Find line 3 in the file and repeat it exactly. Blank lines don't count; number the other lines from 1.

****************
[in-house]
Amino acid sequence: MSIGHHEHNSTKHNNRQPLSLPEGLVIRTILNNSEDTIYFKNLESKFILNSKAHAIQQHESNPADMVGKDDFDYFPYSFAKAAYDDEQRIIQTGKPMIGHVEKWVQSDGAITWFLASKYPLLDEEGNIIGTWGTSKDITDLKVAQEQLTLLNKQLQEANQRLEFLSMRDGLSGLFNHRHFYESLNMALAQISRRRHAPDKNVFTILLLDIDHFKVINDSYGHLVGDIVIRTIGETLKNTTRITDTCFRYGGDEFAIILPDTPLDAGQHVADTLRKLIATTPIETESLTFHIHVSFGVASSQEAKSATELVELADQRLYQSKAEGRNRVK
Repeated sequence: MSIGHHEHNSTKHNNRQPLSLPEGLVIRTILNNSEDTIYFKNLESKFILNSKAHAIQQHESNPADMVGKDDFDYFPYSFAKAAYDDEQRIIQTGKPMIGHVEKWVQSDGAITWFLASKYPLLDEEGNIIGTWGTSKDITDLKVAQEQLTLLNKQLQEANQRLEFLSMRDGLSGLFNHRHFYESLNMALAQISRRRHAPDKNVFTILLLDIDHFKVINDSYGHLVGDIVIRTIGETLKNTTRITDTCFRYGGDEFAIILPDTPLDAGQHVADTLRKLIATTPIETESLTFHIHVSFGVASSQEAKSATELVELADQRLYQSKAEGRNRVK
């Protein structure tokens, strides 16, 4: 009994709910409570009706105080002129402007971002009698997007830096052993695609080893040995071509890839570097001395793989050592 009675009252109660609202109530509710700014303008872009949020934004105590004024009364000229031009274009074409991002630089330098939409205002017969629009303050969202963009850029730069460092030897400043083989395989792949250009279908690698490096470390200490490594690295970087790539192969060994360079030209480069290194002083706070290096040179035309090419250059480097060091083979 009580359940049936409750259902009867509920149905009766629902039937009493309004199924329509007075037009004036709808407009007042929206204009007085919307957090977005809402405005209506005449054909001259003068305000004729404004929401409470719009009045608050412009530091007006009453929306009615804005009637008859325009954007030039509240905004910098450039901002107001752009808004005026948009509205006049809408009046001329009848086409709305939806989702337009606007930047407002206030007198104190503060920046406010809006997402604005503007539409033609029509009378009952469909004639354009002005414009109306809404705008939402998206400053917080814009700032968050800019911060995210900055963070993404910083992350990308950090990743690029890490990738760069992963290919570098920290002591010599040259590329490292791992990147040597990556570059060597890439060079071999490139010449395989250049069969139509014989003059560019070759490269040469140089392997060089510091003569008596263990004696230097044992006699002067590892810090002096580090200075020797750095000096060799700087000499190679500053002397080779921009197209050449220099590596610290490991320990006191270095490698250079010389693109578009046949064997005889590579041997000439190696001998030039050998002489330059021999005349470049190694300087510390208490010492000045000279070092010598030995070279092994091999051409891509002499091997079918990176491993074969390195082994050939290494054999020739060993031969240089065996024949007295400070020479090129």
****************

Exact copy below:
Repeated sequence: MSIGHHEHNSTKHNNRQPLSLPEGLVIRTILNNSEDTIYFKNLESKFILNSKAHAIQQHESNPADMVGKDDFDYFPYSFAKAAYDDEQRIIQTGKPMIGHVEKWVQSDGAITWFLASKYPLLDEEGNIIGTWGTSKDITDLKVAQEQLTLLNKQLQEANQRLEFLSMRDGLSGLFNHRHFYESLNMALAQISRRRHAPDKNVFTILLLDIDHFKVINDSYGHLVGDIVIRTIGETLKNTTRITDTCFRYGGDEFAIILPDTPLDAGQHVADTLRKLIATTPIETESLTFHIHVSFGVASSQEAKSATELVELADQRLYQSKAEGRNRVK